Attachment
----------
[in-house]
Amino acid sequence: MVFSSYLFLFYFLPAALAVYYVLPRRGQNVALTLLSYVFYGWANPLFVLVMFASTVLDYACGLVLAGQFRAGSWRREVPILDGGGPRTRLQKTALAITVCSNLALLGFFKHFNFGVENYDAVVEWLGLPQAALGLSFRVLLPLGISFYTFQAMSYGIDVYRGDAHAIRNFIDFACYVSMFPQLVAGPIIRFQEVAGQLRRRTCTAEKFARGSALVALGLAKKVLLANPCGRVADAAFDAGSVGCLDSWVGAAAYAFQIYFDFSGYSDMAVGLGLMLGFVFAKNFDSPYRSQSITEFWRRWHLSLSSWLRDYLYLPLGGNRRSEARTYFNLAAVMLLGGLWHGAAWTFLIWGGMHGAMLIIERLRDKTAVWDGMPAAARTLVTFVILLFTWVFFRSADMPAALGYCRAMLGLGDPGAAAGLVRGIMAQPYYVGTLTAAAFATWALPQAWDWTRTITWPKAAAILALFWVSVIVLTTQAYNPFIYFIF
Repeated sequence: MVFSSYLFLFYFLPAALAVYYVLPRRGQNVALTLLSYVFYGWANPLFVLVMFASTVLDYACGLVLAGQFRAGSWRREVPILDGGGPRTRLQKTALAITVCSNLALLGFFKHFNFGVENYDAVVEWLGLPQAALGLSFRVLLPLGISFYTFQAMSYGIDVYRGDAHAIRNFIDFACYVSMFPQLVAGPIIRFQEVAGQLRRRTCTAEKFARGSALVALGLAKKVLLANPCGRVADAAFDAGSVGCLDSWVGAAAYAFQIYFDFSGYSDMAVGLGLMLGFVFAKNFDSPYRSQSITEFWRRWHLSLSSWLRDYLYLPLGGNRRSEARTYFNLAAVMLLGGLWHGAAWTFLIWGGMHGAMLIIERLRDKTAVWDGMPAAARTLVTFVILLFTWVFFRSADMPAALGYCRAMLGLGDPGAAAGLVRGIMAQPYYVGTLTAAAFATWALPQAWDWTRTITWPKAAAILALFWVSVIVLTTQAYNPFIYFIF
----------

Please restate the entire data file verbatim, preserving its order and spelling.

[in-house]
Amino acid sequence: MVFSSYLFLFYFLPAALAVYYVLPRRGQNVALTLLSYVFYGWANPLFVLVMFASTVLDYACGLVLAGQFRAGSWRREVPILDGGGPRTRLQKTALAITVCSNLALLGFFKHFNFGVENYDAVVEWLGLPQAALGLSFRVLLPLGISFYTFQAMSYGIDVYRGDAHAIRNFIDFACYVSMFPQLVAGPIIRFQEVAGQLRRRTCTAEKFARGSALVALGLAKKVLLANPCGRVADAAFDAGSVGCLDSWVGAAAYAFQIYFDFSGYSDMAVGLGLMLGFVFAKNFDSPYRSQSITEFWRRWHLSLSSWLRDYLYLPLGGNRRSEARTYFNLAAVMLLGGLWHGAAWTFLIWGGMHGAMLIIERLRDKTAVWDGMPAAARTLVTFVILLFTWVFFRSADMPAALGYCRAMLGLGDPGAAAGLVRGIMAQPYYVGTLTAAAFATWALPQAWDWTRTITWPKAAAILALFWVSVIVLTTQAYNPFIYFIF
Repeated sequence: MVFSSYLFLFYFLPAALAVYYVLPRRGQNVALTLLSYVFYGWANPLFVLVMFASTVLDYACGLVLAGQFRAGSWRREVPILDGGGPRTRLQKTALAITVCSNLALLGFFKHFNFGVENYDAVVEWLGLPQAALGLSFRVLLPLGISFYTFQAMSYGIDVYRGDAHAIRNFIDFACYVSMFPQLVAGPIIRFQEVAGQLRRRTCTAEKFARGSALVALGLAKKVLLANPCGRVADAAFDAGSVGCLDSWVGAAAYAFQIYFDFSGYSDMAVGLGLMLGFVFAKNFDSPYRSQSITEFWRRWHLSLSSWLRDYLYLPLGGNRRSEARTYFNLAAVMLLGGLWHGAAWTFLIWGGMHGAMLIIERLRDKTAVWDGMPAAARTLVTFVILLFTWVFFRSADMPAALGYCRAMLGLGDPGAAAGLVRGIMAQPYYVGTLTAAAFATWALPQAWDWTRTITWPKAAAILALFWVSVIVLTTQAYNPFIYFIF